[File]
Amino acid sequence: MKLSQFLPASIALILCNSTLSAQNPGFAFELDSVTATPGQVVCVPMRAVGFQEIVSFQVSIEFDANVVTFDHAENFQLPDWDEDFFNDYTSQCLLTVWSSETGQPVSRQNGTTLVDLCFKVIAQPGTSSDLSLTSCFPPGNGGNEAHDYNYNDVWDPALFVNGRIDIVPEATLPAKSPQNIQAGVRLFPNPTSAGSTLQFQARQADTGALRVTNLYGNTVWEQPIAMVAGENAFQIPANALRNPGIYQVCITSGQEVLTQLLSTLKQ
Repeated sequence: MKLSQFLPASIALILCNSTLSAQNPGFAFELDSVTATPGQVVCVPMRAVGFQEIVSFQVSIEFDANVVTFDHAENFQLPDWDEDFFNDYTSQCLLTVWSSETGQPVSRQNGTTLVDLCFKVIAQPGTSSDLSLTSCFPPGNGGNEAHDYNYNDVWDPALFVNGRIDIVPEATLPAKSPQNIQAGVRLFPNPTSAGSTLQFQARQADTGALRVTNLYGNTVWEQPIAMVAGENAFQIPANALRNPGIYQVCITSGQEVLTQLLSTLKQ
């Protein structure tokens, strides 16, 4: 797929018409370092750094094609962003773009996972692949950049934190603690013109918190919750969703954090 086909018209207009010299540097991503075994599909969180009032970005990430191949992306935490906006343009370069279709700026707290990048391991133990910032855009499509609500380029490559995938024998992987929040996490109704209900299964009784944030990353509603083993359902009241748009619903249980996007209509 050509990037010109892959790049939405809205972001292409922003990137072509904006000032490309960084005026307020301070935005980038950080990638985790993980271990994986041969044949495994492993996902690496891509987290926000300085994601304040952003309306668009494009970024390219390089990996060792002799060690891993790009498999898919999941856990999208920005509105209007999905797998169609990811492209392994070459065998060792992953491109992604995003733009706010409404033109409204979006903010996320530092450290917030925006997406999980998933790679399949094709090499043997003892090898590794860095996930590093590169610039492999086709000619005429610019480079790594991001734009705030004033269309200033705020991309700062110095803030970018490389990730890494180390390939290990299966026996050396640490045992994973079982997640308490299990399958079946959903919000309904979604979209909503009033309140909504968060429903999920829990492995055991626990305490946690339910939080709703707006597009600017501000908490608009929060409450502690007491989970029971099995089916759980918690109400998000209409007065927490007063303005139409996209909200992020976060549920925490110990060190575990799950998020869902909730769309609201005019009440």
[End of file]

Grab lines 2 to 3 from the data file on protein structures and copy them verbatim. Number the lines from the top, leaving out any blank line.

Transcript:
Repeated sequence: MKLSQFLPASIALILCNSTLSAQNPGFAFELDSVTATPGQVVCVPMRAVGFQEIVSFQVSIEFDANVVTFDHAENFQLPDWDEDFFNDYTSQCLLTVWSSETGQPVSRQNGTTLVDLCFKVIAQPGTSSDLSLTSCFPPGNGGNEAHDYNYNDVWDPALFVNGRIDIVPEATLPAKSPQNIQAGVRLFPNPTSAGSTLQFQARQADTGALRVTNLYGNTVWEQPIAMVAGENAFQIPANALRNPGIYQVCITSGQEVLTQLLSTLKQ
């Protein structure tokens, strides 16, 4: 797929018409370092750094094609962003773009996972692949950049934190603690013109918190919750969703954090 086909018209207009010299540097991503075994599909969180009032970005990430191949992306935490906006343009370069279709700026707290990048391991133990910032855009499509609500380029490559995938024998992987929040996490109704209900299964009784944030990353509603083993359902009241748009619903249980996007209509 050509990037010109892959790049939405809205972001292409922003990137072509904006000032490309960084005026307020301070935005980038950080990638985790993980271990994986041969044949495994492993996902690496891509987290926000300085994601304040952003309306668009494009970024390219390089990996060792002799060690891993790009498999898919999941856990999208920005509105209007999905797998169609990811492209392994070459065998060792992953491109992604995003733009706010409404033109409204979006903010996320530092450290917030925006997406999980998933790679399949094709090499043997003892090898590794860095996930590093590169610039492999086709000619005429610019480079790594991001734009705030004033269309200033705020991309700062110095803030970018490389990730890494180390390939290990299966026996050396640490045992994973079982997640308490299990399958079946959903919000309904979604979209909503009033309140909504968060429903999920829990492995055991626990305490946690339910939080709703707006597009600017501000908490608009929060409450502690007491989970029971099995089916759980918690109400998000209409007065927490007063303005139409996209909200992020976060549920925490110990060190575990799950998020869902909730769309609201005019009440």